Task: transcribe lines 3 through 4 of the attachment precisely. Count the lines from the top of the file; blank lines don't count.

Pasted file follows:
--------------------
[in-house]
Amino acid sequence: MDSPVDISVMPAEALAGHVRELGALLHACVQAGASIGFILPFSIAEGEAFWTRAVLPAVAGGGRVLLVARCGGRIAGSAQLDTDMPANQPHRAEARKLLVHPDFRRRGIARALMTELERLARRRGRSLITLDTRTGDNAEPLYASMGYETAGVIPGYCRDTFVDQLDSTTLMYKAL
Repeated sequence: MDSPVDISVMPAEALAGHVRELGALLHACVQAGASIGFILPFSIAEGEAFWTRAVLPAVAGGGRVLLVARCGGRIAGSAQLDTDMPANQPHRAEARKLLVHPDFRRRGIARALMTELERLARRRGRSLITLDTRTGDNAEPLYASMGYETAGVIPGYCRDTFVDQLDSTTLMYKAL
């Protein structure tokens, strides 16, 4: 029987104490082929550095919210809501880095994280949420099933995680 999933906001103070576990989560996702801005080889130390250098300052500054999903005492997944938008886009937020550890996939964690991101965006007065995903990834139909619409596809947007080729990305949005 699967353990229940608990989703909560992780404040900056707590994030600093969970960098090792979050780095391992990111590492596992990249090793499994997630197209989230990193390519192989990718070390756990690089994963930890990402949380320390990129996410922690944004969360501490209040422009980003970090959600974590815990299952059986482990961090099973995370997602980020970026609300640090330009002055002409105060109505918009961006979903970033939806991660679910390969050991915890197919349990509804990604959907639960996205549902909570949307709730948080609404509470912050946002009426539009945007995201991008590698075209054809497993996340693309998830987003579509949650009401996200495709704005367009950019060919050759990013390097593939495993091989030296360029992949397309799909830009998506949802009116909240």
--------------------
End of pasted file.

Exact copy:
Repeated sequence: MDSPVDISVMPAEALAGHVRELGALLHACVQAGASIGFILPFSIAEGEAFWTRAVLPAVAGGGRVLLVARCGGRIAGSAQLDTDMPANQPHRAEARKLLVHPDFRRRGIARALMTELERLARRRGRSLITLDTRTGDNAEPLYASMGYETAGVIPGYCRDTFVDQLDSTTLMYKAL
């Protein structure tokens, strides 16, 4: 029987104490082929550095919210809501880095994280949420099933995680 999933906001103070576990989560996702801005080889130390250098300052500054999903005492997944938008886009937020550890996939964690991101965006007065995903990834139909619409596809947007080729990305949005 699967353990229940608990989703909560992780404040900056707590994030600093969970960098090792979050780095391992990111590492596992990249090793499994997630197209989230990193390519192989990718070390756990690089994963930890990402949380320390990129996410922690944004969360501490209040422009980003970090959600974590815990299952059986482990961090099973995370997602980020970026609300640090330009002055002409105060109505918009961006979903970033939806991660679910390969050991915890197919349990509804990604959907639960996205549902909570949307709730948080609404509470912050946002009426539009945007995201991008590698075209054809497993996340693309998830987003579509949650009401996200495709704005367009950019060919050759990013390097593939495993091989030296360029992949397309799909830009998506949802009116909240």